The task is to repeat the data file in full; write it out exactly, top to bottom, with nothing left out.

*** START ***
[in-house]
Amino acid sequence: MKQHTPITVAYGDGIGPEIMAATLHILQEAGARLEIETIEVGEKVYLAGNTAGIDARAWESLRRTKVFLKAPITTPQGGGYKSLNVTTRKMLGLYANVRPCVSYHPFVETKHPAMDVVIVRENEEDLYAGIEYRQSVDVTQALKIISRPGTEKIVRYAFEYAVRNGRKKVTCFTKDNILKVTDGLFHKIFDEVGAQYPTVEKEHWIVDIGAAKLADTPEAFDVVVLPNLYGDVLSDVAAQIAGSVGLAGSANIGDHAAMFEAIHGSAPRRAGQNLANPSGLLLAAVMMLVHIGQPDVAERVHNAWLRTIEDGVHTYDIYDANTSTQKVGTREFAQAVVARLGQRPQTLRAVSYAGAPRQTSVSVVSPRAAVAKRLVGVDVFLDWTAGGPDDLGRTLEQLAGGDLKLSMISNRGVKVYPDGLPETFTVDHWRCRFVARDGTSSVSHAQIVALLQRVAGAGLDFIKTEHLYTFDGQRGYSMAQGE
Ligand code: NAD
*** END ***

[in-house]
Amino acid sequence: MKQHTPITVAYGDGIGPEIMAATLHILQEAGARLEIETIEVGEKVYLAGNTAGIDARAWESLRRTKVFLKAPITTPQGGGYKSLNVTTRKMLGLYANVRPCVSYHPFVETKHPAMDVVIVRENEEDLYAGIEYRQSVDVTQALKIISRPGTEKIVRYAFEYAVRNGRKKVTCFTKDNILKVTDGLFHKIFDEVGAQYPTVEKEHWIVDIGAAKLADTPEAFDVVVLPNLYGDVLSDVAAQIAGSVGLAGSANIGDHAAMFEAIHGSAPRRAGQNLANPSGLLLAAVMMLVHIGQPDVAERVHNAWLRTIEDGVHTYDIYDANTSTQKVGTREFAQAVVARLGQRPQTLRAVSYAGAPRQTSVSVVSPRAAVAKRLVGVDVFLDWTAGGPDDLGRTLEQLAGGDLKLSMISNRGVKVYPDGLPETFTVDHWRCRFVARDGTSSVSHAQIVALLQRVAGAGLDFIKTEHLYTFDGQRGYSMAQGE
Ligand code: NAD